The Ultimate American Yacht: Ralph Lauren’s Super Yacht
To add a little sophistication to our patriotic American sea-faring vessels, Ralph Lauren has reserved a special place for his American iconography in his nautical designs. For him, the spirit of the sea evokes the spirit of America, both of which he uses to define his advertisements and overall style. Imagine a yacht decked in all things Ralph Lauren. From the furniture, to the bedding, to the hand towels.
The Lauren Yacht is decorated almost entirely in Ralph’s signature color, ocean blue. The paintings are all decorated with images of the sea, taken by Ralph himself, and they are displayed in gilded frames. Such is the appeal and allure for this American designer’s sense of the ocean, and, for a special price, Ralph Lauren’s home line has a special division dedicated entirely to interior yacht design.
Patriot Jet Boat
The Patriot or the Patriot Jet Boat, is a craft made for speed, and what more can be said? The name clearly speaks for itself. This isn’t your average tourist tug boat on July 4th weekend; it packs two turbo-charged engines which bolster an impressive 1,400 horsepower.
Meant for speed, The Patriot is also entirely decorated with the American flag, with red and white stripes undulating along the sides of the bow, making it seem like the flag is flowing alongside the water, while the beautiful blues and five-point stars decorate the stern in a way that screams speed and America!
If you’re ever in the San Diego area and want a tour of the bay while paying tribute to this great country, don’t pass up an opportunity to ride this speedy vixen, adorned with crimson red seats. It’s the perfect combination of boat, Americanism, and speed. Just be prepared for the ride of a lifetime!
What can be more patriotic than a yacht named America? It’s not exactly a warship used to defeat the Japanese or an American vessel that was employed to help defeat the British or French (as we will see on our list), but its American identity lies within its spirit of victory and innovation.
This pioneering schooner was designed by James Rich Steers and George Steers in the 1800s and was the first boat to win the coveted America’s Cup International Sailing Trophy. Its sleek design, speed, versatility, and ingenuity are all key principles that America was built upon—principles that eternally drive the country and the people to this day.
The USS Missouri, or, as the vessel is called by the men at the helm, “Big Mo” or “Mighty Mo,” is best remembered as an icon of the end of the Second World War. She was the ship which served as the state office to mark the end of World War II. This battleship acted as the stage between the American forces and the surrendered representatives of the Japanese Imperial Navy, to end World War II.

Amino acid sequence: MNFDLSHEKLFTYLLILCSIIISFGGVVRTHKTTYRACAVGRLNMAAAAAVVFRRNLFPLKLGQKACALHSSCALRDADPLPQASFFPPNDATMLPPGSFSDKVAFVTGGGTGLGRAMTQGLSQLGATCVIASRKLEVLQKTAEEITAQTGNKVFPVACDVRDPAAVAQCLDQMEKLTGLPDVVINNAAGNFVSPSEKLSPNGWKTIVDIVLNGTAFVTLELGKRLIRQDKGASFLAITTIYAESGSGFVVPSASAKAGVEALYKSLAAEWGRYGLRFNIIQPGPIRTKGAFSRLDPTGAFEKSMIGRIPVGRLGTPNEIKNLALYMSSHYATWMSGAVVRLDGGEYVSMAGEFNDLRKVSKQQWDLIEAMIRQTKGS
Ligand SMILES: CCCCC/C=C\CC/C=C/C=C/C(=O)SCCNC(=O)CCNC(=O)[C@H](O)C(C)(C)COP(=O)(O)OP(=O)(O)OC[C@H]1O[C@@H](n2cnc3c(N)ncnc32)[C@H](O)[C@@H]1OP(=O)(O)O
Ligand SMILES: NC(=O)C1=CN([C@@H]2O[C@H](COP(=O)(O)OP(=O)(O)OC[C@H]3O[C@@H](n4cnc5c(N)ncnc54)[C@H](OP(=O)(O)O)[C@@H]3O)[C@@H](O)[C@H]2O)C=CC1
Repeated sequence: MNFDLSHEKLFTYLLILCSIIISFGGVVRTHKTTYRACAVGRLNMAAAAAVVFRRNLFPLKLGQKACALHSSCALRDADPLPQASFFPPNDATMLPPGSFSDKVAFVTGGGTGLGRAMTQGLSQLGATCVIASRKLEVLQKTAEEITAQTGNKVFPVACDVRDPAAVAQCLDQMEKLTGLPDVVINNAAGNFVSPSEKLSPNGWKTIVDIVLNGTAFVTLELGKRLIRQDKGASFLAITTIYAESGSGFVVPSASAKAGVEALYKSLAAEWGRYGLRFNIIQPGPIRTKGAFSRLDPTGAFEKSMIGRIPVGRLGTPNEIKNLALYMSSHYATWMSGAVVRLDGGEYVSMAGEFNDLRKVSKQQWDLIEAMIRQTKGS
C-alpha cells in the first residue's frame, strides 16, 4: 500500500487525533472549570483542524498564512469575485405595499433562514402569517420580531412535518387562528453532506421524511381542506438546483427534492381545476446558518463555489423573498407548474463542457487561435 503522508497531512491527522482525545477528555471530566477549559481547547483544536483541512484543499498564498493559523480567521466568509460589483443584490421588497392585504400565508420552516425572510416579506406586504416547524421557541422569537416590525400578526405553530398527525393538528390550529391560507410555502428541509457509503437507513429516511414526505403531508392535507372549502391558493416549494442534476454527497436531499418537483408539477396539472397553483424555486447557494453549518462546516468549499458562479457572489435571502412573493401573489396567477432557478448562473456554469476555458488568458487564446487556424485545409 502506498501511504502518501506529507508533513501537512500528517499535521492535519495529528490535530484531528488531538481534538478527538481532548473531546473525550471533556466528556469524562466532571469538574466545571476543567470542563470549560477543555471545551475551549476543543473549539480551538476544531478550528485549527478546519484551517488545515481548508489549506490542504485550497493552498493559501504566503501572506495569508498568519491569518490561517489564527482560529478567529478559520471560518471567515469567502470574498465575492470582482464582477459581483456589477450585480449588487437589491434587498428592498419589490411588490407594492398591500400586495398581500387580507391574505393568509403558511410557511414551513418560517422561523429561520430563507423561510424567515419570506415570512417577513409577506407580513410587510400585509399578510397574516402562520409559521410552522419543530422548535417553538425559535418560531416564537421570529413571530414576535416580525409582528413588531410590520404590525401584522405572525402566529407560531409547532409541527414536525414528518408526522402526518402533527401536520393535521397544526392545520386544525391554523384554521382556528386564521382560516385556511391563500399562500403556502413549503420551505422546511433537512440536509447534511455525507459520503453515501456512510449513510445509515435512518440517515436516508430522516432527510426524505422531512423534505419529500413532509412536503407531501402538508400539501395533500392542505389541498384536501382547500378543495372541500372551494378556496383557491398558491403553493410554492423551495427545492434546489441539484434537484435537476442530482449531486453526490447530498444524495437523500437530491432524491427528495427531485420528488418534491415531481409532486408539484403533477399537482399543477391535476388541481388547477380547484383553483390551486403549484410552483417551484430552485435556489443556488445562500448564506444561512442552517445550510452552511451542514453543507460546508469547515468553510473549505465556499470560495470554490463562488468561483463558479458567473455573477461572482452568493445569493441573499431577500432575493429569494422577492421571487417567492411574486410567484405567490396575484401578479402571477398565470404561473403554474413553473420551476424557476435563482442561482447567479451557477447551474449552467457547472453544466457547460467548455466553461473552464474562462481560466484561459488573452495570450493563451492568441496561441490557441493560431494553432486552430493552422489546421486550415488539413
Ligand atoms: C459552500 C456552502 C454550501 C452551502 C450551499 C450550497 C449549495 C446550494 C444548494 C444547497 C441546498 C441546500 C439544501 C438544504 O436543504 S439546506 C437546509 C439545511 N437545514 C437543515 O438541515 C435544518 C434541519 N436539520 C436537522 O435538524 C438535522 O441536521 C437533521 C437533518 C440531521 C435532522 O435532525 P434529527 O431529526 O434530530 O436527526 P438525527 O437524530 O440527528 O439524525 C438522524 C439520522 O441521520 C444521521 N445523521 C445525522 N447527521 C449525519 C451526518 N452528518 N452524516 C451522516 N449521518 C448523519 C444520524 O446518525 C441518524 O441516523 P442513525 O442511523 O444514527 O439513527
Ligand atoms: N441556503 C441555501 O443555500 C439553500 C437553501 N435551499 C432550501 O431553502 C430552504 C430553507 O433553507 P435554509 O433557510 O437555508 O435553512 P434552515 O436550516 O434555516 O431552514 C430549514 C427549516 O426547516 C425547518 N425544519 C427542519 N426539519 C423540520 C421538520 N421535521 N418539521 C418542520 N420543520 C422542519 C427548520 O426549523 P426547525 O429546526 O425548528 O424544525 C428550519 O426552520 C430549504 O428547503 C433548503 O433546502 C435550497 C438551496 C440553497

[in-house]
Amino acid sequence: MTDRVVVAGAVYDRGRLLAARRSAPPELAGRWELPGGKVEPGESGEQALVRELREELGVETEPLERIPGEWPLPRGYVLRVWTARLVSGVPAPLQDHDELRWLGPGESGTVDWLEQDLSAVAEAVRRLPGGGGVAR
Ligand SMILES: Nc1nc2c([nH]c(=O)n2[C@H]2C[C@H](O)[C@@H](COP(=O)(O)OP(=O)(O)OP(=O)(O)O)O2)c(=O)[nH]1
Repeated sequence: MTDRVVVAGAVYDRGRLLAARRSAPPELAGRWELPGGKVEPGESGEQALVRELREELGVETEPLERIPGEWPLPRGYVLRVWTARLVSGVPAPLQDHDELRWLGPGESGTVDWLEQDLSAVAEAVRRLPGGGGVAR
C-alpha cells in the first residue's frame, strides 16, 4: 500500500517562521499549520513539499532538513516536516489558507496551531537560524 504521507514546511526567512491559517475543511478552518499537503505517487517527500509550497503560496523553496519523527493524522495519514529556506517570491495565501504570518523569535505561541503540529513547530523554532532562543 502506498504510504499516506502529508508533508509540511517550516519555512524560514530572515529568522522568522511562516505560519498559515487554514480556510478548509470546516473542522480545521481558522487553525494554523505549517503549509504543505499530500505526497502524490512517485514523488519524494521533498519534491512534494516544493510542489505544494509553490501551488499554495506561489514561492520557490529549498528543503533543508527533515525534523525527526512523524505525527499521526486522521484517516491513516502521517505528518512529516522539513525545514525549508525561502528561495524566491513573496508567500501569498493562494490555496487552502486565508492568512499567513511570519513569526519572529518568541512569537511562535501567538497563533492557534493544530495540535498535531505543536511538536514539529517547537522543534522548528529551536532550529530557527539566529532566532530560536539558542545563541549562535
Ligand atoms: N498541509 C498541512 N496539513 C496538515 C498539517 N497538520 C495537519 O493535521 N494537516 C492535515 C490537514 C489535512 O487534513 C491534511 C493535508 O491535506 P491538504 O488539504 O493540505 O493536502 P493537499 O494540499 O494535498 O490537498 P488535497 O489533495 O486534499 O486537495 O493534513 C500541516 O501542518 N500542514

Besides being the backdrop for the signing and unconditional surrender of the Japanese, “Big Mo” had her fair share of action. Her active history includes participating in two battles just off the southern coast of Okinawa and Iwo Jima and, later, fighting in the Korean War in the early 50s.
She was the vessel that aided in the shooting down of Japanese military planes during her Okinawa campaign while acting as a bastion of resistance to slow down oncoming attackers. One thing became clear as the Pacific Theatre progressed—the USS Missouri was no pushover.
During the surrender ceremony in which the Japanese attended, a crisp, bright, 31-starred American flag sat high in the rafters above, watching the historic moment to end the greatest war known to date. Although originally decommissioned in 1955, she was reactivated and modernized in 1984. After her long life and active service, the USS Missouri was decommissioned once and for all, on March 31st, 1995. She now rests in a museum in Pearl Harbor.
Earning twenty battle stars and fighting in almost every major battle in the Pacific Theatre, “The Big E,” as she came to be known for short, was present during the attack on Pearl Harbor and was key in fighting back the Japanese Imperial Navy in the Pacific Ocean. She even suffered a massive hit by a kamikaze pilot that took the lives of fourteen sailors, but, just like the true American spirit which she embodies, she never sank.
By the end of the World War II, and with the advent of more advanced aircraft carriers, “Big E” became obsolete. Although many sought to preserve her legacy and opted for her to be showcased in a museum or memorial, the funds simply weren’t there.
She met her final end on July 1st, 1958 in New York City, as her parts were used for scrap. Her named lived on, though, as her eighth and final incarnation, in the naming of a fictional spaceship many may be familiar with, making the USS Enterprise one for the stars.
U.S.S. Constitution Ship
The USS Constitution ship is one for the records. Named after the Constitution of the United States of America, this ship is considered one of the world’s largest vessels that’s still afloat. The reason this beauty is renown in the US of A is due to her campaign against the United Kingdom in the war of 1812, in which she was responsible for apprehending and sinking dozens of British warships, namely the HMS Guerriere, Java, Pictou, Cyane, and Levant.
Besides her more offensive military missions, she was also solely responsible for protecting American merchant ships during the Quasi-War with France. Her efforts were also enlisted to help defeat the Barbary pirates during the First Barbary War. With a large American flag displayed prominently on its stern and another one on the jackstaff (the pole in the bow of the ship which holds a maritime flag), the USS Constitution is a truly awe-inspiring vessel.